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Concern over Great Lakes fish will remain even after current toxins fade

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Concern over Great Lakes fish will remain even after current toxins fade



October 8th, 2009

Steve Orr / Democrat and Chronicle



New York’s advisories on consumption of Lake Ontario fish are based on chemicals that, for the most part, were banned decades ago and are increasingly rare in the environment.


If current trends continue, officials say, the advisories based on those legacy pollutants can be moderated in the not-too-distant future.


But that doesn’t mean that fish will be deemed entirely safe to eat. Lurking in the background are a variety of other contaminants that can accumulate in Great Lakes fish.


“We know of other compounds that are likely out there,” said Larry Skinner, who heads environmental monitoring in the fish and wildlife division of the state Department of Environmental Conservation.


At the top of this list, said Skinner and others, are polybrominated diethyl ethers, or PBDEs, which are flame retardants that were added to plastics used in electronics, furniture foam, textiles and other products. The sole U.S. manufacturer ended production of most forms of PBDE in 2004, but they remain ubiquitous in the environment.


“We know the concentrations in water from Lake Ontario increased exponentially, which was reflective of usage in industry,” Skinner said.


Comparable to polychlorinated biphenyls, or PCBs, in terms of their ability to persist in the environment and accumulate in fatty tissue, PBDEs have been found in Great Lakes salmon, trout and walleye. There is concern they may prove every bit as toxic as PCBs as well.


The DEC does not test fish for these compounds. Federal officials do limited monitoring, and the state hopes to pursue a federal grant to begin PBDE monitoring of its own, Skinner said.


Officials at the state Department of Health, which issues fishing advisories after reviewing DEC data, said they probably would not issue an advisory based on PBDEs — based on what’s known today about the compound.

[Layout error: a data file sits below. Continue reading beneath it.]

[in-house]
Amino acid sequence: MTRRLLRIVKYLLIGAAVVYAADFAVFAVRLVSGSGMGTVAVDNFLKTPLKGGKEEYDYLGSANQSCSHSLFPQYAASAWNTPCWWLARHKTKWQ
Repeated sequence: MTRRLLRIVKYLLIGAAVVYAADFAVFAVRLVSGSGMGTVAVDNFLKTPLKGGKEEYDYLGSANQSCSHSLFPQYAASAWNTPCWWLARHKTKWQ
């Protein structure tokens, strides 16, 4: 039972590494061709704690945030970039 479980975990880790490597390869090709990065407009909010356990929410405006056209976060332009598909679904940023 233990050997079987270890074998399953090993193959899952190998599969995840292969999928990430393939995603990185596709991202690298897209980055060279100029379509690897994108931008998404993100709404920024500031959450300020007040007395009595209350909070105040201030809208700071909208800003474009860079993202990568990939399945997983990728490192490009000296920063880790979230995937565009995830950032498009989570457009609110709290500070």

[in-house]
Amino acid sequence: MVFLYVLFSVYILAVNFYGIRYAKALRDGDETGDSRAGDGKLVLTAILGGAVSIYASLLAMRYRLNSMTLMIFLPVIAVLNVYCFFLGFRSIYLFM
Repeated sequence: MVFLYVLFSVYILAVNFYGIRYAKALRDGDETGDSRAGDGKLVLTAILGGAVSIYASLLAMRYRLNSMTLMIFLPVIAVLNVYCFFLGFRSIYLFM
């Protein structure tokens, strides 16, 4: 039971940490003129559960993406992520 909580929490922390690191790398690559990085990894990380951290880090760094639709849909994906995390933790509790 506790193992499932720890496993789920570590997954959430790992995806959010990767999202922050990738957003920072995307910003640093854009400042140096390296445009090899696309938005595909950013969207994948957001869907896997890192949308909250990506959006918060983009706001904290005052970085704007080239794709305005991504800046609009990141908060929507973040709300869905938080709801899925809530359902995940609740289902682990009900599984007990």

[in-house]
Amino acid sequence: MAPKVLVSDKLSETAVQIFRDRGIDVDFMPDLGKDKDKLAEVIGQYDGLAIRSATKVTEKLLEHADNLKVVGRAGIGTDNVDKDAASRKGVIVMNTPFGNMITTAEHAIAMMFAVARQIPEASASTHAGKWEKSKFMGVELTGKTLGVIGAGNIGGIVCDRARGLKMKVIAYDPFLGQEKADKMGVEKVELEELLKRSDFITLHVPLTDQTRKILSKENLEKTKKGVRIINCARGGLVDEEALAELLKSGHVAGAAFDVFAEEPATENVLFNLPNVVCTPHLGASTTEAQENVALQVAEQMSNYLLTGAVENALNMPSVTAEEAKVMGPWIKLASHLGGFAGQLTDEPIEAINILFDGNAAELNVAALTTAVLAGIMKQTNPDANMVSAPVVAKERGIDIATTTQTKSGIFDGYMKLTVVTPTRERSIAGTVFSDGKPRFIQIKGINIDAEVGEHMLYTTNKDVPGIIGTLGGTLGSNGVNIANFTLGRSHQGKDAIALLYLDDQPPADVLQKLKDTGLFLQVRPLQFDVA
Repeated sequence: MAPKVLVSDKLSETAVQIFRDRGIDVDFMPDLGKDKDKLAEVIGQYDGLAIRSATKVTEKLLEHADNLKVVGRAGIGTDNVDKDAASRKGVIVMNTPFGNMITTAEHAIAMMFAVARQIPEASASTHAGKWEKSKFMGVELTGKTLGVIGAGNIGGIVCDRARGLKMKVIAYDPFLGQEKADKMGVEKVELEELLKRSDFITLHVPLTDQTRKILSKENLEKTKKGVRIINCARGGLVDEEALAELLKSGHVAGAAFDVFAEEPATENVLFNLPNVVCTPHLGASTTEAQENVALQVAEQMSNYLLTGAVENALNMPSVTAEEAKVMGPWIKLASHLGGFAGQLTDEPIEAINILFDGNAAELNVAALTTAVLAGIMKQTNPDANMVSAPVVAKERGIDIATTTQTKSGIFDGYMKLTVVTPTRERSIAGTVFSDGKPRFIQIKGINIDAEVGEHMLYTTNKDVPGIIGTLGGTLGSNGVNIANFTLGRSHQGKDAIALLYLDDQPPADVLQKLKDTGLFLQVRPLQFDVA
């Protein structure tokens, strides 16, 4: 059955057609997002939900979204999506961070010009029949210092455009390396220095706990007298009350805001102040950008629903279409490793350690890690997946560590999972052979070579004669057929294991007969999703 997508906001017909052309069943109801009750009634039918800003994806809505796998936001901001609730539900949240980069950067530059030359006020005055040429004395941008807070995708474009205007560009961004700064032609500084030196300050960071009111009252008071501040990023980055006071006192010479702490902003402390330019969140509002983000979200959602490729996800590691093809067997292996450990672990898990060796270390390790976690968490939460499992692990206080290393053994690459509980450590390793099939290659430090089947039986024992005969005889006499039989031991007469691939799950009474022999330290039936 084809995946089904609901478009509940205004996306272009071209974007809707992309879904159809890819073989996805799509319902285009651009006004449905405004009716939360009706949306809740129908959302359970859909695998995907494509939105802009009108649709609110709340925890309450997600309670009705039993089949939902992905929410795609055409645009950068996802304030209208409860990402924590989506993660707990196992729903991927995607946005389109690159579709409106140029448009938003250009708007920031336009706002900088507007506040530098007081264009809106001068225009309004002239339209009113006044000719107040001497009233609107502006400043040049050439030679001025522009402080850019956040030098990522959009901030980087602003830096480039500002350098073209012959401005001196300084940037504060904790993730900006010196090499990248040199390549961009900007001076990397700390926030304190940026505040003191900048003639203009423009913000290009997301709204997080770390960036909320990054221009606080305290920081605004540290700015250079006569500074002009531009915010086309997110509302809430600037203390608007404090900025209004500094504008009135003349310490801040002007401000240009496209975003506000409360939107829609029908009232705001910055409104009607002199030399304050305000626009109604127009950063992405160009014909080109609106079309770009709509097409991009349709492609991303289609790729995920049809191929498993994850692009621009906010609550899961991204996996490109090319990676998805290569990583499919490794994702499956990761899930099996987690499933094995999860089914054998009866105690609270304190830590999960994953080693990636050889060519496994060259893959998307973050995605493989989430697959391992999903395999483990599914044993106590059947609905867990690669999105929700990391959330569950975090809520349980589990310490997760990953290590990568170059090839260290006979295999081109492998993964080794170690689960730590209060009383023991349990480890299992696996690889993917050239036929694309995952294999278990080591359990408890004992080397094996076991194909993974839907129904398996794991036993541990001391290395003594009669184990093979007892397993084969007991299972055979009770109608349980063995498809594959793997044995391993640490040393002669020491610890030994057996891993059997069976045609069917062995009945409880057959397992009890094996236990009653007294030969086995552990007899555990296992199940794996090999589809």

“That’s the problem — there’s not a lot of data on PBDEs, and not as much toxicity information to help us decide what levels are of concern,” said Edward Horn, director of environmental health assessment for the state Health Department.


Horn said there were other chemicals such as polyaromatic hydrocarbons, perfluorinated compounds and the common anti-bacterial agent triclosan — that may build up in fish and bear watching.


“There’s no question that a lot of these chemicals are of concern,” he said.


One reason that New York has a statewide advisory against eating more than one meal a week of sport fish is the potential impact of these emerging compounds, he said.


Only two other bodies of water in the Rochester region have their own advisories — Keuka Lake in Yates and Steuben counties, where consumption of larger lake trout is limited to one meal a month because of DDT levels, and Canadice Lake in Ontario County, where there’s a similar limitation on eating larger lake trout because of PCBs. Both advisories are due to improper disposal of those chemicals discovered decades ago near the lakes, Skinner said.


PCBs are the primary driver of the advisories on Lake Ontario. While their manufacture and new use were banned in 1970s, PCBs remained in place in electrical and other equipment and likely are still entering the lake’s ecosystem in small doses, Skinner said.


Their level in fish has fallen sharply since the 1970s, and the levels of PCBs, and other legacy pollutants, are now well below guidelines for fish set by the U.S. Food and Drug Administration.


But Horn said the agency uses a cautious approach. “We might not change an advisory … until we’re really sure that this isn’t something that hasn’t just happened this year,” he said.

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